Fashion:
Colourway

Colourway first came to our attention last year with their debut collection ‘First Light’. I’d never heard of them until I saw Greg talking about them on Fuckin Yeh, and was keen to know more. Generally you can set your trend watching clock to brands Greg finds and speaks about, and it seems Colourway is no different.

Since that blog post last year I kinda forgot all about them, but while we were putting Issue 7 together I was contacted by Christian, the brands founder, with some details on what they were working on and it seemed the perfect point to see what they were up to and shine a light on this genuinely brilliant UK brand.

For anyone unfamiliar can you tell us about Colourway, your role there and how long it’s been about? 

Colourway is a casual menswear brand focusing on the use of quality fabrics and minimal detailing.  I am a self-trained textile printer with no formal training in fashion, but a keen eye for detail and a creative urge to express myself through clothing.  At present, Colourway is a solo venture and so I am heavily involved in every aspect of putting everything together.

I introduced my debut collection, First Light, just over 12 months ago.  Within this time I have been fortunate to stock Colourway in some of my favourite stores throughout the world including Colette, Donuts, and most recently Ships Ltd in Tokyo.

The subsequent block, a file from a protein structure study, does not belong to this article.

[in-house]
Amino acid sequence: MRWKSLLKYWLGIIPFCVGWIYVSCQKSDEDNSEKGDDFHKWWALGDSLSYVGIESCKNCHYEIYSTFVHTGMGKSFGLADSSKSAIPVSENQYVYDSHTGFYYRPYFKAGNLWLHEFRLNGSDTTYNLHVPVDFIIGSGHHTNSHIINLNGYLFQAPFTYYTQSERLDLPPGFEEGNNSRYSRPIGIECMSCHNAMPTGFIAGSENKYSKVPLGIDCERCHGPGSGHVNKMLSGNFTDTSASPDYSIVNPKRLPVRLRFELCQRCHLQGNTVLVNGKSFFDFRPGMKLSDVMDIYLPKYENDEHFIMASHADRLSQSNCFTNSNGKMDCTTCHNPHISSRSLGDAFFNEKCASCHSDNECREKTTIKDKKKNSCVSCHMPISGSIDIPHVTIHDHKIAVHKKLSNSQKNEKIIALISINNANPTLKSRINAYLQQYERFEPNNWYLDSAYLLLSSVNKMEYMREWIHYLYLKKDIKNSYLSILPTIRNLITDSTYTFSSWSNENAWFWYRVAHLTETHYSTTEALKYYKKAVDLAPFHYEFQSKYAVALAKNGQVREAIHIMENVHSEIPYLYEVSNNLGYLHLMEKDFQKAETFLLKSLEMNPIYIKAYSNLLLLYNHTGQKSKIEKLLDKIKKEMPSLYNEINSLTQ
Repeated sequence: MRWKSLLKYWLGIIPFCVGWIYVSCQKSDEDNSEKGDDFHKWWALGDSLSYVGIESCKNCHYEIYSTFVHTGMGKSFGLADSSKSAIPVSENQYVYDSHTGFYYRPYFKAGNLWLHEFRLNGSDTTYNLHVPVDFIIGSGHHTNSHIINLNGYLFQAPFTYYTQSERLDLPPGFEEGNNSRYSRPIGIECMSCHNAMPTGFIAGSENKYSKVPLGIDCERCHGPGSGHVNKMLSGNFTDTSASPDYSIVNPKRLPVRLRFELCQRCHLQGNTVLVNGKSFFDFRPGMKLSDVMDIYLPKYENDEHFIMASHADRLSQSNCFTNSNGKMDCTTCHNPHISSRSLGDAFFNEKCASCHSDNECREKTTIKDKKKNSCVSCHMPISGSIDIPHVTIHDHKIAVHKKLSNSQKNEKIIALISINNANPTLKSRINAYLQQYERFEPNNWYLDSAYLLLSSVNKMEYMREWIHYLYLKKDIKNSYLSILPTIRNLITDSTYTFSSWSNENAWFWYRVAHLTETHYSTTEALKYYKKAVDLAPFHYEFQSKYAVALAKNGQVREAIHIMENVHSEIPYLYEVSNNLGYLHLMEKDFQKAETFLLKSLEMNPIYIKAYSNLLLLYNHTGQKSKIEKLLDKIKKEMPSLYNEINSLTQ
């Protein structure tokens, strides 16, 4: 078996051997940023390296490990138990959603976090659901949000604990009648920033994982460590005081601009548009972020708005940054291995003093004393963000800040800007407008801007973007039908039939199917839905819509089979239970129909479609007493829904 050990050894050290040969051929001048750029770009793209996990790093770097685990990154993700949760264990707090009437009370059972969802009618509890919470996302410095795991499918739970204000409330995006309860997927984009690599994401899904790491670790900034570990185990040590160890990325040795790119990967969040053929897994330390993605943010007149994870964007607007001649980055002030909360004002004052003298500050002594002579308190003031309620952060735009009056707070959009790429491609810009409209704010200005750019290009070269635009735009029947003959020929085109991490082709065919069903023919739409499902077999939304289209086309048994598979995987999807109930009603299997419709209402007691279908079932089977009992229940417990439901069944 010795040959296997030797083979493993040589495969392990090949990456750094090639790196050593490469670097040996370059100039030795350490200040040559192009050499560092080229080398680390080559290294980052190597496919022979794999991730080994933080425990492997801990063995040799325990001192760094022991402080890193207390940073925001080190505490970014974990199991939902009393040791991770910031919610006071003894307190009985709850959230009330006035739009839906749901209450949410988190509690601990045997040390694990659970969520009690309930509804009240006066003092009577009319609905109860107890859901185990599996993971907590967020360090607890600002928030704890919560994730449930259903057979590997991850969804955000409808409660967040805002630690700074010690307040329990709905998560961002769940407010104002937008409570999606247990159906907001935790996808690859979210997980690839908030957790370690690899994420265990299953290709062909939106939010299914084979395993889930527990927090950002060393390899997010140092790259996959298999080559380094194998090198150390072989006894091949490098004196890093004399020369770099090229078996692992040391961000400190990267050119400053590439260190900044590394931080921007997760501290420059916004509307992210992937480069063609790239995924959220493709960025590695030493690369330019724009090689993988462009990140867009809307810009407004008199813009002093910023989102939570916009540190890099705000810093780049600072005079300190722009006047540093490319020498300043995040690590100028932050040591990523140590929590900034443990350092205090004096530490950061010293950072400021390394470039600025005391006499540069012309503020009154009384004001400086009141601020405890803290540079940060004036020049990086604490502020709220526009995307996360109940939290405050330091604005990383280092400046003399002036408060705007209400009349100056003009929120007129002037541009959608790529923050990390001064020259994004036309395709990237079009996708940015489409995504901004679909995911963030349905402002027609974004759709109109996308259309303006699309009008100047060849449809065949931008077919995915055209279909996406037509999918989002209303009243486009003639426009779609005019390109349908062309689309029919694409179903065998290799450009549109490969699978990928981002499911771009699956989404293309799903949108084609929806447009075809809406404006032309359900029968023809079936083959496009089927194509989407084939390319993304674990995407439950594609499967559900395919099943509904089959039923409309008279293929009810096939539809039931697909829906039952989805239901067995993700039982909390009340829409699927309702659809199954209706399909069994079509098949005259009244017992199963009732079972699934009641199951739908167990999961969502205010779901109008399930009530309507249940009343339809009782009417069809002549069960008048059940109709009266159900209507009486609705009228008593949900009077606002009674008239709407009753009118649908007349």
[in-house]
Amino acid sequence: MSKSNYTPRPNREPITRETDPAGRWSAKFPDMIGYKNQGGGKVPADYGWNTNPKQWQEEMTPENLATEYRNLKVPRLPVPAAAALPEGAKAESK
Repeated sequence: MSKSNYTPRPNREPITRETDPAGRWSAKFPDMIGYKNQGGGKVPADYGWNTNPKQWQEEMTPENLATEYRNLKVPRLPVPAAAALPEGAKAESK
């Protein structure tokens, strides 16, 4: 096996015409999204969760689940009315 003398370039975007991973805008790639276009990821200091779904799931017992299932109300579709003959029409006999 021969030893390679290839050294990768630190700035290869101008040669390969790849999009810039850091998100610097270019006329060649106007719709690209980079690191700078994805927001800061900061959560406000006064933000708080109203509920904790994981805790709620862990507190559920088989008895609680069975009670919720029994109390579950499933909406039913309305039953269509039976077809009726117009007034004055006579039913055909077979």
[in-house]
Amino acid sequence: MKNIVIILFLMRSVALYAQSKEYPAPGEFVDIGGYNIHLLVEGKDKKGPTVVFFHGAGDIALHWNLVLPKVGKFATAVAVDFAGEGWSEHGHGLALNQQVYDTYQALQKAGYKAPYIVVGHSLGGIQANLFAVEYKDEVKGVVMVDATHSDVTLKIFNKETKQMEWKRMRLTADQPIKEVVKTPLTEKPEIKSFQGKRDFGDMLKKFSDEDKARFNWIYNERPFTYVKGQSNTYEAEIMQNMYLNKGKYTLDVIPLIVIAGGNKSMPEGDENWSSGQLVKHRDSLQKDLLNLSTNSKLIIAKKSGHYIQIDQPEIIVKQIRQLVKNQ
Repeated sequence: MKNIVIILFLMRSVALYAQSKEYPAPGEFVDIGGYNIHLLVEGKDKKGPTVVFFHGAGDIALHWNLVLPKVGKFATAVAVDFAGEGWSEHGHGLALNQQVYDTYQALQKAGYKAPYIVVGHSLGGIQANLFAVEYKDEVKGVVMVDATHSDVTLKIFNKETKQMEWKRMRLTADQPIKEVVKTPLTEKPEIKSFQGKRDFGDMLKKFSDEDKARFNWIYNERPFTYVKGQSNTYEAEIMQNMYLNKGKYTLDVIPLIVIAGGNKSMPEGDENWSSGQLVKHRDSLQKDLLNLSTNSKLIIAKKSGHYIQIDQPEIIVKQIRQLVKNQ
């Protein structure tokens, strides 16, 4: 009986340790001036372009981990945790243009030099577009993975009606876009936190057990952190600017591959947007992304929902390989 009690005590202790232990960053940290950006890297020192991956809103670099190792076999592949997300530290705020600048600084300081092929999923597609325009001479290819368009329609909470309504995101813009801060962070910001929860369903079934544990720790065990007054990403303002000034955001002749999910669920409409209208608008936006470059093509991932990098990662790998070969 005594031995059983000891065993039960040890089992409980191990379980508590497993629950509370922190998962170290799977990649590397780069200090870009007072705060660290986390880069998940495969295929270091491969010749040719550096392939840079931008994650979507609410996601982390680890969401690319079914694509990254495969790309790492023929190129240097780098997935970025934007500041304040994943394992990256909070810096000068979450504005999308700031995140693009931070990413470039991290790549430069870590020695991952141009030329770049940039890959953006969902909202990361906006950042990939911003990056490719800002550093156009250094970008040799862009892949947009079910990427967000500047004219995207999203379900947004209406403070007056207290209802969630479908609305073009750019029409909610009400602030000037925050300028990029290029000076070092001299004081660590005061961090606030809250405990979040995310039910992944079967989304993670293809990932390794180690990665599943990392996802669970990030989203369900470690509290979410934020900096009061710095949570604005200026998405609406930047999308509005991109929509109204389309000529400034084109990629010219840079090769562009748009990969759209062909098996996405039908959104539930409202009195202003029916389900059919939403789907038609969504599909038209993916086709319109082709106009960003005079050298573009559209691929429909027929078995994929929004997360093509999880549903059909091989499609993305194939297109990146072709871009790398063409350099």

This collection is entitled ‘Clear North’, can you explain the rationale behind this and how it ties into the brand?

I have spent the past 3 or so years visiting a number of factories and fabric suppliers throughout the UK and Europe.  The producers I have found the greatest affinity with are situated North of where I am based.

I’ve had no desire to create a theme as such for any of my collections, however the rationale behind the title Clear North is the result of my last journey to Scotland.  As I approached my destination the roads became more and more empty, I was surrounded by vast landscapes and a sense of total solitude.  I guess if anything, Clear North is effectively a sentiment to that journey and to the people that have contributed to making it all possible to this point.

There are an abundance of new brands in the UK and some have outlasted others, where does Colourway fit into this and what does it offer the customer that others don’t?

I think you’re right; there is an abundance of creativity within so many popular cultures and industries alike.  As a screen printer I have had first hand experience of working with a number of UK start ups and it’s really inspiring to see a few of these brands expand and develop organically over time.  I guess staying true to your game and having the ability to overcome the many hurdles you will inevitably encounter during the process of developing a brand is key to staying afloat in this industry.

With regards to Colourway I’m by no means trying to develop a niche in the market, however, I work closely with my factories – make regular visits and have built relationships with the people that make my clothes.  Therefore I feel that when I talk about the composition or construction of each piece of clothing I have every confidence in stating that I have developed something that will stand the test of time.  Although I do not implement it as a sales tool on my website, each piece I produce is genuinely limited to a short production run.

Ultimately I just want to carry out my vision, demonstrate my genuine passion to make my ideas a reality and over time develop a clear identity that people can relate to.

Where do you see Colourway fitting in the UK market?